I’m not using a 6AL box; it’s not allowed in Wissota B Mod. The reason I’m asking this question is we are having top-end issues, a high-end miss I guess is what you could call it, and we are running hot.
I do have a couple of questions:
Are you running an MSD HEI-type distributor (with the coil mounted on the cap)? If not, what coil are you using?
What is your current plug gap?
How do you have the cylinder heads grounded?
Which ignition wires are you using?
Are you running a 12 or 16 volt electrical system?
It is MSD HEI Pro-Billet distributor coil on top. 0.025in plug gap. No rubber on the motor mounts, so I’m going to assume the heads are grounded to the chassis like everything else. Not sure on the model but the wires are MSD 8mm. 12 volt electrical supply
The HEI is limited to power output without the use of an external ignition box (which is not permitted) or increase battery voltage. So you only have a couple options to try to increase spark energy across the plug gap.
The first thing I would do is try closing the plug gap an additional 0.005in and measure the results.
Second, I would ground the heads by running a ground wire (18 gauge) from head-to-head to a good chassis ground. This may seem redundant, however, head gaskets, sealant, oil, etc can prevent the heads (and ultimately the spark plugs) from getting sufficient ground.
Third, I would put a fresh set of ignition wires with low resistance (.50 ohms per foot or less) and good noise suppression. Either the AFIS 8.5mm or MSD 8.5mm wires are an excellent choice.
Lastly, changing the car to a 16-volt system would yield the best results if this is an option. Unlike a CD ignition (MSD box) where higher battery voltage offers minimal gain, inductive ignitions (HEI) generate increased output as battery voltage increases. They also lose output as battery voltage drops.
Hope this helps.
Thanks Eric we’ll try your suggestions.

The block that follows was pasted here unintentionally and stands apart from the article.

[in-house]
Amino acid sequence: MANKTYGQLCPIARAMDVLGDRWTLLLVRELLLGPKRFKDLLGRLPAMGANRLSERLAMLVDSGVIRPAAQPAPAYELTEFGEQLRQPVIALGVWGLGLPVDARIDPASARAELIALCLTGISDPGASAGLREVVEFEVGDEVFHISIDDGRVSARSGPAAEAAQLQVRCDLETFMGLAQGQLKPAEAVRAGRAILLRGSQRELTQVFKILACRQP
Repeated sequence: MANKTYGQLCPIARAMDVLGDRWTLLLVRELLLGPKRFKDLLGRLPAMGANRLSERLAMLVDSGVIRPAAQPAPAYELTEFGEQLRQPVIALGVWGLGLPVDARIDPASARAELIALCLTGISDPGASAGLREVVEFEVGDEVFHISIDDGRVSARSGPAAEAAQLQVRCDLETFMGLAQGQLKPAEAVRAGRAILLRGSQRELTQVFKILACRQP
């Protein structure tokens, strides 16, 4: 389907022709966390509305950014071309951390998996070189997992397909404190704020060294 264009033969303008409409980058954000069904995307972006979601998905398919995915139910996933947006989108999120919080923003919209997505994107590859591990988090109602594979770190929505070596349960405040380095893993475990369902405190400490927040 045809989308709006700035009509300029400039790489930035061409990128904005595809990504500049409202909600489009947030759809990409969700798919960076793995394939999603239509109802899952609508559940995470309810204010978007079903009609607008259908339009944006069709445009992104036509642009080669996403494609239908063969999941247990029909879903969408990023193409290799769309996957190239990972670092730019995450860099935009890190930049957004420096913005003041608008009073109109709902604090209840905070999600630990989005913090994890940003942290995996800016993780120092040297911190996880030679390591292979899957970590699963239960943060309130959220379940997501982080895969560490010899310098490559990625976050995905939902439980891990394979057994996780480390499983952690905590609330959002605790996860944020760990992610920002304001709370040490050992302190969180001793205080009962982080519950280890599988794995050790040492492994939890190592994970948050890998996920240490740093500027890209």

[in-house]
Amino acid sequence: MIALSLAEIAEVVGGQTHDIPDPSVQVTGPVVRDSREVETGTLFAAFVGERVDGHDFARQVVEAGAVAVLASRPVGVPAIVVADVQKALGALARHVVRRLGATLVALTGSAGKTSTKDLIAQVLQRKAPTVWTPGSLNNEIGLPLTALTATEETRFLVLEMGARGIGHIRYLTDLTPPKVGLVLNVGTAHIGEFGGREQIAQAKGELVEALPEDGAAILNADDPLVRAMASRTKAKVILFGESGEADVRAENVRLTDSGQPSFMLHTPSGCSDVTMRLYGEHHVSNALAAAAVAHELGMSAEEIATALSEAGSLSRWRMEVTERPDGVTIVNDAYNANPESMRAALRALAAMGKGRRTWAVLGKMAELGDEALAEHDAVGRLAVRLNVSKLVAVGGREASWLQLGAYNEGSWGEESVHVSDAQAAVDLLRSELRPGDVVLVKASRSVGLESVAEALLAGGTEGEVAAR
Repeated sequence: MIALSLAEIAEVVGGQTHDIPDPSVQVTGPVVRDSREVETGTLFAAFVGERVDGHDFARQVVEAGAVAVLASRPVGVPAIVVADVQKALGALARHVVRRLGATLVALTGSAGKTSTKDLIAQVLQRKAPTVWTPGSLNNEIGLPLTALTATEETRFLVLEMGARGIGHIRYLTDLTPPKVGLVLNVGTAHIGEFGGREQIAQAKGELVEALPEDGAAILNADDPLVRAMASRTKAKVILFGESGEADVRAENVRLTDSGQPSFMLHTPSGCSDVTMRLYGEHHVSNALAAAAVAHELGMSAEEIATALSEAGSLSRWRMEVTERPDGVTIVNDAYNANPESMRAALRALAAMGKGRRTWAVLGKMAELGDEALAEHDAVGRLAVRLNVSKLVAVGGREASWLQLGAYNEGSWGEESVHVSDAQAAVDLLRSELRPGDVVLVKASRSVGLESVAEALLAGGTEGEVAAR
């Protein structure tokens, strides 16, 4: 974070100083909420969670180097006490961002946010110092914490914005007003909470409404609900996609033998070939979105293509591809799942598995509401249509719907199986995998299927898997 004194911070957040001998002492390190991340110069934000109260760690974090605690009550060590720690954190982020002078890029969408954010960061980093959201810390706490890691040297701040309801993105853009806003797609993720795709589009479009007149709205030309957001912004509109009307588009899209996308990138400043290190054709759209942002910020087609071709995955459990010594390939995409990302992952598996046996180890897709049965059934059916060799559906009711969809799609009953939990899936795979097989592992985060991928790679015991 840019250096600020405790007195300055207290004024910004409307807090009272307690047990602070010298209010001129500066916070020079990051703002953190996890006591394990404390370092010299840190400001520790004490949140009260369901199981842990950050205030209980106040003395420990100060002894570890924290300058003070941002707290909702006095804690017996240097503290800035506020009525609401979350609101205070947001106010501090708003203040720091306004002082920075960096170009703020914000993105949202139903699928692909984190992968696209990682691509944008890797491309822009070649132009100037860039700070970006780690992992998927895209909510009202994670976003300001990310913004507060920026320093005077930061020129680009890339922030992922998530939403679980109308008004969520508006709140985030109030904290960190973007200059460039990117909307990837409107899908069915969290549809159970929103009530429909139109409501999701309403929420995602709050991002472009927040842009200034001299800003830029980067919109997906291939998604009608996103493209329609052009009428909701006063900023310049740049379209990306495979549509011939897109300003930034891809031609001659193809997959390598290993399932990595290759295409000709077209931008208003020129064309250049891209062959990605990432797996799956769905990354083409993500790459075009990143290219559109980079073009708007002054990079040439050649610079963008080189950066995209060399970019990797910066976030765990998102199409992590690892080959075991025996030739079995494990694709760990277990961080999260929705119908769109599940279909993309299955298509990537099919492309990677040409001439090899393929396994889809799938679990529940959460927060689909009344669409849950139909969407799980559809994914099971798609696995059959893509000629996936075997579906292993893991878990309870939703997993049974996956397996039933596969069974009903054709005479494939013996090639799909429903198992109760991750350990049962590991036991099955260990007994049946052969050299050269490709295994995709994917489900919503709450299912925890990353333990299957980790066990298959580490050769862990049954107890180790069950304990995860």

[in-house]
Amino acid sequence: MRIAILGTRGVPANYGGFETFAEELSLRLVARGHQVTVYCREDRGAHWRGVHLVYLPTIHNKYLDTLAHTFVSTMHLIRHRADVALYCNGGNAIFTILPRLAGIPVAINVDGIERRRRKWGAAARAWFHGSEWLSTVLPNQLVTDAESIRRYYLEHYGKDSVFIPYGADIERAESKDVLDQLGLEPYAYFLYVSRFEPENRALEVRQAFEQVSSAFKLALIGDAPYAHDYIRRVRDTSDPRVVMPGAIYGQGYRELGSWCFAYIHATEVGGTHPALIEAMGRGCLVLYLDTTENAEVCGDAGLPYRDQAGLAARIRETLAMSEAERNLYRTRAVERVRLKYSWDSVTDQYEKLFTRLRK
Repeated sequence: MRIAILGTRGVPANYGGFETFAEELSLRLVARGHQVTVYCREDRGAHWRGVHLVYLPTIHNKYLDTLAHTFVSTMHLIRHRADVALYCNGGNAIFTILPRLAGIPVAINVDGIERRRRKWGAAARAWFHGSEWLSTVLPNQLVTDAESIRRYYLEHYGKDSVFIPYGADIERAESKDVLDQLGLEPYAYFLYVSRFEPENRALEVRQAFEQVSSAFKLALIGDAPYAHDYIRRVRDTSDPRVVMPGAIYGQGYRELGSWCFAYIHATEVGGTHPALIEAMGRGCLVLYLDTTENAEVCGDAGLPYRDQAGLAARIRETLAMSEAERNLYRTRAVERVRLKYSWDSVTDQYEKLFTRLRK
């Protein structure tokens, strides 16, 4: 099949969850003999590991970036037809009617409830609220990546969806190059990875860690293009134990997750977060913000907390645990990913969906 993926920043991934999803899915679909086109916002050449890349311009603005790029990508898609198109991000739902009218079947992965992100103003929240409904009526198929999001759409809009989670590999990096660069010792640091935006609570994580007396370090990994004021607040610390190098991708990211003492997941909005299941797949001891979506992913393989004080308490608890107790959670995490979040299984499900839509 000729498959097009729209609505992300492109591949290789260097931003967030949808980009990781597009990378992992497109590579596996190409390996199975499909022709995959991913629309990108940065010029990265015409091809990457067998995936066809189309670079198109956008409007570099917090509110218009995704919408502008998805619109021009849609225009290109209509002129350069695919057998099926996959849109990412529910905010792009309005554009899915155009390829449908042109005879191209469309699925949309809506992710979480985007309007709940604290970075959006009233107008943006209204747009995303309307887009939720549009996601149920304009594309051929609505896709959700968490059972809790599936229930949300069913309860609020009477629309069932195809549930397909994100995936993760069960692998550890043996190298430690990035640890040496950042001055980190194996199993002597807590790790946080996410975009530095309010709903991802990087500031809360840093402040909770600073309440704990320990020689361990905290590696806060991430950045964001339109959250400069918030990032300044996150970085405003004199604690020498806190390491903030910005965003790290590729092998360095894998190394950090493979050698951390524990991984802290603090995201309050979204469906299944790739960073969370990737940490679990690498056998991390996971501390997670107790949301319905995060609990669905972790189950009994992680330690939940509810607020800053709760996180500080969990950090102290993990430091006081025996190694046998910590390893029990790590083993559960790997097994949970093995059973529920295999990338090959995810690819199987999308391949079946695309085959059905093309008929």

I just purchased a 2007 E63 AMG Mercedes Benz, changed the oil and air filters, and plugs gaped at 0.033 0.035 0.037. But it seemed to not be running right gaped at 0.039, and that’s when I got a code for 2 bad coils. So, I changed all the coils and gaped at recommended 0.039. Fuel consumption has increased. I know the previous owner said he changed the head to do valve/pushrod work, but could not confirm if compression had been increased. What should I try next?
Erik Brock writes:
What type of spark plugs are you currently using in the car? Does the OE require iridium plugs?
Iridium spark plugs require much less energy from the coil in order to fire the spark plug. Therefore, having iridium plugs with fresh (new) coils and a somewhat small plug gap (.039) is more than adequate for a stock engine. As a test, you can try closing the gap to about 0.030 and see if you notice a difference. Its unlikely you will experience a noticeable difference.
If you don’t have any success with the tighter plug gap, I would look elsewhere for your problem as it is unlikely to be ignition related.
Is the plug gap influenced by compression ratio? My car is an N54 with 335cid engine. I reduced the compression ratio of my stock engine from 10.2:1 with a 0.022in plug gap to 9.4:1. Should I alter my plug gap also?
I have a 12:5:1 BBC my plug gap is currently 0.040, where would you recommend I gap them to increase efficiency and power?
I have a 2016 Dodge Charger 6.4L, and I’ve upgraded the stock coil packs to MSD. So, can I open the spark plug gap from their factory setting (0.043in)?